Aarhus Convention landmark decision opens door to environmental justice in Bulgaria

Posted on 18 October 2012  | 
A landslide next to an illegally built ski lift in Rila National Park, Bulgaria
A landslide next to an illegally built ski lift in Rila National Park, Bulgaria
© forthenature.orgEnlarge
Sofia, Bulgaria – WWF has welcomed the findings of the Aarhus Convention Compliance Committee that Bulgaria’s Spatial Planning Act infringes upon the rights of Bulgarian citizens of participation and access to justice in planning.

Until now, Bulgarians had no right to resist illegally authorized building projects, polluting factories or power stations that threatened their health. The restricted access to justice prevented environmental organizations from stopping irreversible loss of biodiversity in Natura 2000 sites where development projects were realized in breach of numerous EU environmental directives. This became especially evident during Bulgaria’s construction boom, a trademark of the country during the years of transition to democracy, when Bulgaria’s forests and protected areas were built up by unscrupulous developers.

“This is all history now, we have reached a turning point in urban and territorial planning”, said Vesselina Kavrakova, WWF Bulgaria Country Manager. “Going forward, every citizen of Bulgaria can invoke the Aarhus Convention and appeal a building permit or a territorial plan authorized by Bulgarian authorities in violation of environmental law, regardless of whether they are an immediate neighbour of the development or not”.

“We are finally becoming a country where urban and territorial development will be carried out after extensive public consultations and for the benefit of citizens. We all have the right to live in a greener and safer environment”, Kavrakova said.

The Aarhus Convention Compliance Committee oversees the implementation of environmental justice under the Aarhus Convention. Signed in 1998 in the Danish city of Aarhus, the Aarhus Convention focuses on interactions between the public and public authorities. The Convention grants the public rights regarding access to information, public participation and access to justice, in governmental decision-making processes on matters concerning the local, national and transboundary environment.

The Bulgarian case-law on the access to justice and the relevant findings of the Aarhus Convention Compliance Committee are expected to be influential in the development of the Access to justice Directive of the European Commission.

About Bulgaria’s Spatial Planning Act

Bulgaria’s Spatial Planning Act limits the right of appeal to owners or immediate neighbours. The appeal of General spatial plans in particular is prohibited. This legislative inadequacy made possible for local and state authorities to authorize projects and spatial plans without taking into account EU environmental directives. Over the years, this has led to the construction of developments in protected areas which not only lead to the irreversible loss of biodiversity but also are dangerous for Bulgarian citizens, such as the building of a cabin lift in Rila National Park on a landslide.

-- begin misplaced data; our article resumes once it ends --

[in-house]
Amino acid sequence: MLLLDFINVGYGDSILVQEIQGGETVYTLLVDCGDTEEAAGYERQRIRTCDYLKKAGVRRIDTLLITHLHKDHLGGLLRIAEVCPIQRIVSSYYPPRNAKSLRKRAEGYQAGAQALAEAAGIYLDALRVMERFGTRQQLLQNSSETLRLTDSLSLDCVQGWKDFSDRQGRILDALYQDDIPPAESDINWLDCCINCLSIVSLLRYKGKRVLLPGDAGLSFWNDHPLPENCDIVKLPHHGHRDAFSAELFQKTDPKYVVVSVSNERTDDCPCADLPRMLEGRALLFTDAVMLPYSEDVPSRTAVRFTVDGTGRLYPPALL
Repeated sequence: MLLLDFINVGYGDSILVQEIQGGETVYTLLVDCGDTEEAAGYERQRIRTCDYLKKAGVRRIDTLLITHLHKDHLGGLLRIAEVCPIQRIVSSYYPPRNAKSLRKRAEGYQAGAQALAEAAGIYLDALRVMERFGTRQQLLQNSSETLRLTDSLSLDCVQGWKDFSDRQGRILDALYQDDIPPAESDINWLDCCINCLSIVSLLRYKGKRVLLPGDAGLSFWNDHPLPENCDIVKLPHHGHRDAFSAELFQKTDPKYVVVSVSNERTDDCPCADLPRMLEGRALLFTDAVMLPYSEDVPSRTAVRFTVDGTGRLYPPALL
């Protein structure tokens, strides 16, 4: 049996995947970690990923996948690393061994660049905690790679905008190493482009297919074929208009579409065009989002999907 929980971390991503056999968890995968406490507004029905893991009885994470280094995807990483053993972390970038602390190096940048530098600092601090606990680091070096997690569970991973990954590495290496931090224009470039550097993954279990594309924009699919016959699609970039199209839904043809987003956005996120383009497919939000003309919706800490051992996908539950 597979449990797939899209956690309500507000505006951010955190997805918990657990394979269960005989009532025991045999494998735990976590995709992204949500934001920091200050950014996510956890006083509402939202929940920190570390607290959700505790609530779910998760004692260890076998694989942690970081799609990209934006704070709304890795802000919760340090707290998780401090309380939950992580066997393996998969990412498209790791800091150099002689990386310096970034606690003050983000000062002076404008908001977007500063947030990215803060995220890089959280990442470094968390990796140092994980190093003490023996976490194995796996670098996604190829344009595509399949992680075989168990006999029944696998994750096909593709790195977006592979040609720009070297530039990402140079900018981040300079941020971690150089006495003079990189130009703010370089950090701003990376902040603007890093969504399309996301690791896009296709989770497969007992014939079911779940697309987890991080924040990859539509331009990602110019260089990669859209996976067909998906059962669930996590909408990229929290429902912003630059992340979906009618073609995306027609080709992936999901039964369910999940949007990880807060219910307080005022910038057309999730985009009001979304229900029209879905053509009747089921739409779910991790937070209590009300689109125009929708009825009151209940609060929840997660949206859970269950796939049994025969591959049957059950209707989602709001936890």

Furthermore, leaving the outcome of planning permits in the hands of municipalities and investors alone has created conditions for corruption.

In 2011, WWF and the coalition of environmental NGOs “For the Nature” turned to the Aarhus Convention Compliance Committee.

Following the findings of the Committee, WWF and “For the Nature Coalition" will send a request to President Rosen Plevneliev to veto and return to the National Assembly for review the Spatial Planning Act in order to make it compliant with the provisions of the Aarhus Convention on access to justice.

Examples of projects authorized in violation of environmental law where access to justice was restricted by law

  • The Bansko ski zone in Pirin National Park – The spatial plan for the ski area was approved by Bansko Municipality despite evidence of violations of the concession contract and Management plan of the national park, which were confirmed by the Ministry of Environment and Water in 2010.
  • The cabin lift from Pionerska hut to Seven Rila Lakes in Rila National Park – The building permit was issued by Sapareva Banya municipality without carrying out an environment impact assessment and built on a landslide.
  • The General spatial plan of Tsarevo municipality in Strandja Nature Park - Approved by the Ministry of Regional Development and Public Works in 2008 with serious breaches of the EU Natura 2000 Directives.
  • General plan of the Municipality of Varna - Approved by the Ministry of Regional Development and Public Works with procedural violations.
  • The Ski resort Super Perelik in the Rhodope Mountains – Planning permit granted by Smolyan Municipality without carrying out a Strategic environmental assessment.
  • The hotel complex in the former protected area Kamchiiski Piasatsi – The construction of "Kamchiya Park" was approved by Dolni Chiflik Municipality without carrying out an environment impact assessment and the protected area of Kamchiiski Piasatsi was deliberately closed down.
  • The hotel complex in Coral – Development on the site of former camp ground "Coral" was approved by Tsarevo Municipality with significant procedural violations.
  • Hotel complexes in the protected area "Irakli" - Building permits for several developments were issued by Nessebar Municipality without carrying out an environment impact assessment.
A landslide next to an illegally built ski lift in Rila National Park, Bulgaria
A landslide next to an illegally built ski lift in Rila National Park, Bulgaria
© forthenature.org Enlarge

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